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Savannah Resources’ wholly owned subsidiary AME East Africa has formed a joint venture (JV) with Rio Tinto International to develop a large-scale heavy mineral sands project in Mozambique, South Africa.
Savannah’s Jangamo licence will be combined with Rio Tinto’s Mutamba titanium mine and its adjacent Dongane and Chilubane projects to form a combined prospect called Mutamba/Jangamo project.
The JV will be operated by Savannah with an initial 10% interest in the combined project, which may increase to up to 51% as the project moves through various stages by undertaking scoping, pre-feasibility and feasibility studies.
Rio-Tinto may enter the offtake sales contract and purchase 100% of the production of heavy mineral concentrate (HMC) from any of the mines.
The scoping study for the project was completed in May 2017, and the first phase of pre-feasibility study commenced in August 2017. First production is expected in 2020 with an average annual production of 456,000t of ilmenite and 118,000t of non-magnetic concentrate.
Mutamba/Jangamo project location
The Mutamba/Jangamo project, which includes Mutamba, Dongane and Jangamo prospects, is located approximately 450km away from Maputo, the capital city of Mozambique, and 40km from the ports of Inhambane and Maxixie.
The prospects cover a total area of approximately 602km²; including licence numbers 562L, comprised of the Chilubane mine (141km²) in Gaza Province; 566L, made up of the Dongane mine (163.6km²) in Inhambane Province; 1336L, comprised of the Mutamba prospect (118.8km²) in Inhambane Province; and exploration licence 3617L, including the Jangamo exploration project (180km²) in the same province.
Rio Tinto affiliate signed an agreement with the Mozambique Government and received exclusive rights to explore the areas.
Mineralisation of the Mutamba/Jangamo project
The four areas have similar mineralisation, with large parts comprised of prograding, siliciclastic sediments that host heavy mineral deposits. The heavy minerals are formed from the Limpopo River over a long period and are present along ancient and current coastlines.
Eight large, separate mineralised bodies have been identified during the drilling, which suggests the mines have a combined potential to host between 140 million tonnes (Mt) and 170Mt of ilmenite content, as well as a further 10Mt to 15Mt of zircon and rutile.
The project is expected to hold indicated and inferred mineral resource estimate of 4.4 billion tonnes (Bt) at 3.9% total heavy minerals (THM). It is estimated to contain resources of 451Mt at 6.0% THM.
Mining and processing of ore at Mutamba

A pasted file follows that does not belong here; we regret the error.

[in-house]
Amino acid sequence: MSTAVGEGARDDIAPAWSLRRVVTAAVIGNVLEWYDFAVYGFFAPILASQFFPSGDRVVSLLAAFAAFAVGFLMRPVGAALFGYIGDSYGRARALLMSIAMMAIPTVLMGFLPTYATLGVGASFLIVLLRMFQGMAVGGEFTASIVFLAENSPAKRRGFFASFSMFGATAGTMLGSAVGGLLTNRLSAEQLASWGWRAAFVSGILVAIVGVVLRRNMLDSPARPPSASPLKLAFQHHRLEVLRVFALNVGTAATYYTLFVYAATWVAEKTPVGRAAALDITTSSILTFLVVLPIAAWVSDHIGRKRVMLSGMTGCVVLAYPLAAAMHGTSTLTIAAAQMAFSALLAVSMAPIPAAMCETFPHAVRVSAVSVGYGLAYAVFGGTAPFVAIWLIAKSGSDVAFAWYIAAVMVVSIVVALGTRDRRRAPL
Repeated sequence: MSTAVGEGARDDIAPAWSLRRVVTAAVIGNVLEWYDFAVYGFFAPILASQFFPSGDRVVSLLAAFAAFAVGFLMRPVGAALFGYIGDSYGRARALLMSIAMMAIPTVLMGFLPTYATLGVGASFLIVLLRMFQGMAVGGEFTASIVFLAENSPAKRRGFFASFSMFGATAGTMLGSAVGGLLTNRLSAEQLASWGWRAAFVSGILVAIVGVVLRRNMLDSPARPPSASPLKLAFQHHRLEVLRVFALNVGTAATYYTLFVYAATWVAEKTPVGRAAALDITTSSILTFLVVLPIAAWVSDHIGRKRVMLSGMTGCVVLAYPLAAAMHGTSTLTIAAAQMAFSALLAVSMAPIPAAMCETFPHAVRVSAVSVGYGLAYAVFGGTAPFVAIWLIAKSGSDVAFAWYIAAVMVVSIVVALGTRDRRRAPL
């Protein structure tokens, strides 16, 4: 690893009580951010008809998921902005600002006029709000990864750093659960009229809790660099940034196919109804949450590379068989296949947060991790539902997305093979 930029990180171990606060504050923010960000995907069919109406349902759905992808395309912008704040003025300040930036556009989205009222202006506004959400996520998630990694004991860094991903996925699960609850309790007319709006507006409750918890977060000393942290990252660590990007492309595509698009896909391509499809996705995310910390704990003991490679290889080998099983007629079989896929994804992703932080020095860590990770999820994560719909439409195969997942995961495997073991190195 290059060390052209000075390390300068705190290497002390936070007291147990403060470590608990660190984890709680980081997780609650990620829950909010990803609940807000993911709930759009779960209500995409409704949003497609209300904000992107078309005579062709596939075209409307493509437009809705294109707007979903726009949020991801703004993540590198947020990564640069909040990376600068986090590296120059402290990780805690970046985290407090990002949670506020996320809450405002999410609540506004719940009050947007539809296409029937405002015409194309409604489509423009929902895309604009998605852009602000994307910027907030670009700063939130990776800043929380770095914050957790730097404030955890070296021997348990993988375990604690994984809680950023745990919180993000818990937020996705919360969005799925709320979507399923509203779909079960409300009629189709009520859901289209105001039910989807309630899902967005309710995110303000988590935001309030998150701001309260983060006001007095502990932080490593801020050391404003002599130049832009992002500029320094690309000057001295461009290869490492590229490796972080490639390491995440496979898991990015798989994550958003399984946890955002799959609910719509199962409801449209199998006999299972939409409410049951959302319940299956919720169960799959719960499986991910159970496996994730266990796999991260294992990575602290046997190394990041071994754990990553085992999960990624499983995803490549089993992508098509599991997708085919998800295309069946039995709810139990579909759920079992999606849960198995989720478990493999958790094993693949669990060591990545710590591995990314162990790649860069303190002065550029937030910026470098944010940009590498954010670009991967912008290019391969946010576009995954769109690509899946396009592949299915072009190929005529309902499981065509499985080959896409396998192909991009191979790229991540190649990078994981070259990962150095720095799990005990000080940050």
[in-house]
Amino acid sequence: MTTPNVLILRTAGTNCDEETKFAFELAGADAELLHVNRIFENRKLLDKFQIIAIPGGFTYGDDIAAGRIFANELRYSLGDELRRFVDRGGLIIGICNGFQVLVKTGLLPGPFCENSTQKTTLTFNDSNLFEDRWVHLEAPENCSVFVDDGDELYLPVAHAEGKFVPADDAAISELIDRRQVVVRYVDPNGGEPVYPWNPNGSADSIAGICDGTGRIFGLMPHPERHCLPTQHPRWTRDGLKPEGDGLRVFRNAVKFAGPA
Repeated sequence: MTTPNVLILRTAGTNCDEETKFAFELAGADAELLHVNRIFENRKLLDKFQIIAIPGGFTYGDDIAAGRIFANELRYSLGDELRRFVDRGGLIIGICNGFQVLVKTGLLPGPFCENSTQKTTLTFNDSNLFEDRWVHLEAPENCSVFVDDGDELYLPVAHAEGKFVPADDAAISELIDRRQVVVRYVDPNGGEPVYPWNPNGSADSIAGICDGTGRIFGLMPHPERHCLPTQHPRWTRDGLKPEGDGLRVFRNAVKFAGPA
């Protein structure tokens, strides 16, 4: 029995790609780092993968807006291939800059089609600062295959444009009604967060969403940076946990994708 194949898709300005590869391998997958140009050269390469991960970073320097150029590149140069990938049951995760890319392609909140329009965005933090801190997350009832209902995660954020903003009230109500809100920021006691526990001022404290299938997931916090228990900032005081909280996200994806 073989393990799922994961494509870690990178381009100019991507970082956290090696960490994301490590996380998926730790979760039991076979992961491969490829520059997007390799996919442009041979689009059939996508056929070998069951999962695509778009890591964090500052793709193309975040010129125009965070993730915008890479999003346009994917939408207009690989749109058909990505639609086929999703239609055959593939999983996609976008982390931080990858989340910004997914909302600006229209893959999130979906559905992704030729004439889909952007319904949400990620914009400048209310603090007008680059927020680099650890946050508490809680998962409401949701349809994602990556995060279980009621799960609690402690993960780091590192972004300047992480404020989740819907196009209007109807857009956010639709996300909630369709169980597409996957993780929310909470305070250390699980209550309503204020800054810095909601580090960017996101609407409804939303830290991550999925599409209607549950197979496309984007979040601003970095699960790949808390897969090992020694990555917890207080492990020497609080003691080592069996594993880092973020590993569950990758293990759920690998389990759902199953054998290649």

Conventional dry mining methods are well-suited to mine the project. The mined ore will be slurried and pumped to the nearby primary concentrator plant (PCP) wherein it will undergo the desliming process to remove fines and gravity separation using spiral circuits.
The PCP will operate at a nominal feed rate of 2,000 tonnes per hour (tph) to produce approximately 800,000tpa of heavy mineral concentrate (HMC). The produced concentrate will be fed into the magnetic separation plant circuit where it will be further processed to produce a magnetic roasted ilmenite product and a zircon rich nonmagnetic concentrate.
The MSP is expected to process HMC and produce approximately 70tph of roasted ilmenite and 15tph of non-magnetic concentrate.
The final products will be transported to the export facility through trucks, while the ilmenite and non-magnetic concentrate products will be stored in a shed before exporting.
Pilot plant at Mutamba/Jangamo project
Savannah Resources completed the construction of the 20tph pilot plant in November 2017 and commissioned it in December 2017.
The plant is expected to provide bulk samples of concentrate for analysis and the preparation of final products for test marketing.
Rio Tinto’s existing infrastructure, including the camp and equipment, will be used for the combined project, which can also access the existing roads, grid power, water and port infrastructure easily.
Mineral Sands project background
The Mutamba and Jangamo projects have the potential to contain a large ore body that can sustain significant mining operations over an estimated initial mine life of 30 years.
Savannah plans to identify high-grade strandline deposits of a significant size to support the first stage development of the joint development project.
The development objectives, the company believes, can be met only by consolidating the Mutamba and Jangamo projects and hence it was considered as a sensible strategy to form a consortium that enables aggregation of the mineral reserves.
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